BEYOND IPANEMA is a mash-up of thoughts and ideas about the repeating cycle of discovery of Brazilian music in the world. Through interviews with David Byrne, Devendra Banhart, M.I.A., Os Mutantes, Caetano Veloso, Gilberto Gil, Tom Zé, Seu Jorge, Thievery Corporation, Bebel Gilberto, CSS, Creed Taylor and many others, BEYOND IPANEMA surveys the Brazilian music experience outside of Brazil. Artists, producers, DJs and critics analyze how the crosspollination of music styles, as well as sampling and globalization; have helped Brazil to secure a unique position in global culture.
During the film’s production, the crew witnessed the sale of the most expensive Brazilian record ever. An extremely rare 45″ copy of a 1966 recording by the band O’Seis, an early formation of the legendary group Os Mutantes, was tracked by the producers at the New York store Tropicália in Furs. Owner Joel Oliveira was able to obtain the record from a Brazilian collector, in exchange for 200 rare albums. The film then shows the sale of the two-song record for $5,000 to an American-based Os Mutantes fan.
The story of the 70’s psychedelic band from São Paulo is one of the highlights of BEYOND IPANEMA: when production started, they had been retired for almost 30 years and had received international attention and praise from names like Kurt Cobain, David Byrne and Devendra Banhart. The film’s crew witnessed their 2006 American tour, which culminated with a show for 30,000 people in Chicago’s Pitchfork Music Festival.
BEYOND IPANEMA features a wide range of Brazilian music, covering genres and movements such as Samba, Bossa Nova, Tropicália, Electrobossa, Favela Funk and other modern hybrids.
Carmen Miranda appears in the film singing “Brazil / Aquarela do Brasil” (Ary Barroso), in a scene from the movie “The Gang’s All Here” (1943). As one of the most famous Brazilian songs in history, the track is also included on the final credits in a recording by the Brazilian band Metrô. Miranda also sings “Rebola Bola” (written by Nestor Amaral, Aloysio de Oliveira and F. Brant Horta), in a scene from the movie “Weekend in Havana” (1941).
Four Bossa Nova classics appear in the soundtrack in modern/contemporary recordings. A new version of “The Girl From Ipanema” (originally written by Antonio Carlos Jobim and Vinicius de Moraes, with English lyrics by Norman Gimbel) was recorded by Apollo Nove, featuring vocals by Geanine Marques. The 90’s recording of “Águas de Março / Waters of March” (Antonio Carlos Jobim) by David Byrne and Marisa Monte for the Red Hot + Rio project appears alongside Bebel Gilberto’s modern take on “Summer Samba / So Nice” (Marcos and Paulo Valle with English lyrics by Norman Gimbel). Gilberto also sings “Momento” (Bebel Gilberto, Masa Shimizu and Mauro Refosco), from her album of the same name.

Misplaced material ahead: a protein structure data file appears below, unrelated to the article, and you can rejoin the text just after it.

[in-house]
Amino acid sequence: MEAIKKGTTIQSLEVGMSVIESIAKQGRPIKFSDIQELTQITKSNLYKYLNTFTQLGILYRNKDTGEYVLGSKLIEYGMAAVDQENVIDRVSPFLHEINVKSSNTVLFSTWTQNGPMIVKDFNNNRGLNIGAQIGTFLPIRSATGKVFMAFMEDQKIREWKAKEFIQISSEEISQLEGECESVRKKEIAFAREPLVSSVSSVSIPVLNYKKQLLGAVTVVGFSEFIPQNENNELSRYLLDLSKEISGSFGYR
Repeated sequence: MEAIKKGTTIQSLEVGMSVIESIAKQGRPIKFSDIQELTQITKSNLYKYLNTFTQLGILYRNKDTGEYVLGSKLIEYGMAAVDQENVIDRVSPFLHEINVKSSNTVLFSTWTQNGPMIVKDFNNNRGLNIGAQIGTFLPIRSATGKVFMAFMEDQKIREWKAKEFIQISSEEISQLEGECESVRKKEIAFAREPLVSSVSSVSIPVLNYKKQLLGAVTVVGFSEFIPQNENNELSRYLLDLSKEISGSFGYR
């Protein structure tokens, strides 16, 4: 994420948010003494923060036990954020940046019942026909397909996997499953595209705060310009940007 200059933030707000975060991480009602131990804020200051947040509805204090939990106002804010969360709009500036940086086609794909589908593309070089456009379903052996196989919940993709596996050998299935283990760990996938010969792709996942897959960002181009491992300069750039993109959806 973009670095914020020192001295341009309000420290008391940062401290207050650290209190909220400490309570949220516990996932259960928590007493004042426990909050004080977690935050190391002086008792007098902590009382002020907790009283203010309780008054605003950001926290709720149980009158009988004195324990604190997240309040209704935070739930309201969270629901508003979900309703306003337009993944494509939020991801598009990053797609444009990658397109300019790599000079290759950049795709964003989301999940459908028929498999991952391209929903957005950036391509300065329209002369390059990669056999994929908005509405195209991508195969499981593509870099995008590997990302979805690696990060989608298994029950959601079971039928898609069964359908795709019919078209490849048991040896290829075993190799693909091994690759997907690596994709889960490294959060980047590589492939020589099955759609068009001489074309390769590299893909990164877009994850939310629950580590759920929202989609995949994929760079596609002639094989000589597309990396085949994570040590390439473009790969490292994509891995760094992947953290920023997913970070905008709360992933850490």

The Tropicália movement is represented by Gilberto Gil’s original recording of “Cérebro Eletrônico” (Gilberto Gil) and a modern recording of “London, London” (written by Caetano Veloso during his political exile in England in the early 70’s) by Cibelle and Devendra Banhart. Gil and Veloso are also represented by a another composition, “Bat Macumba”, which appears in a live recording by the legendary psychedelic band Os Mutantes. They are also featured in “El Justiciero” and “Technicolor” (both written by Arnaldo Baptista, Rita Lee and Sergio Dias). Tom Zé, Tropicália’s most experimental artist can be heard in “Ogodô, Ano 2000” (Tom Zé). A special highlight is Seu Jorge’s live performance of his portuguese version of David Bowie’s “Ziggy Stardust”.
An amazing team of young and forward-thinking new artists and producers of the latest generation round up the project’s soundtrack. From Rio de Janeiro: Brasov, DJ MAM, DJ Lucio K., Feeling Carioca and Brazilian Lounge. From São Paulo: Curumin, Apollo Nove, Mad Zoo, CSS, Deeper & Pacific, Roberto Coelho. As well as Coletivo Universal, from Belo Horizonte, and Bonde Do Rolê, from Curitiba. From New York’s rich musical melting pot comes Ursula 1000, Zuzuka Poderosa, Forró In The Dark and Wax Poetic featuring Otto. Representing the Brazilian sound in Europe we hear music by Suba, Zuco 103 and Lazybatusu.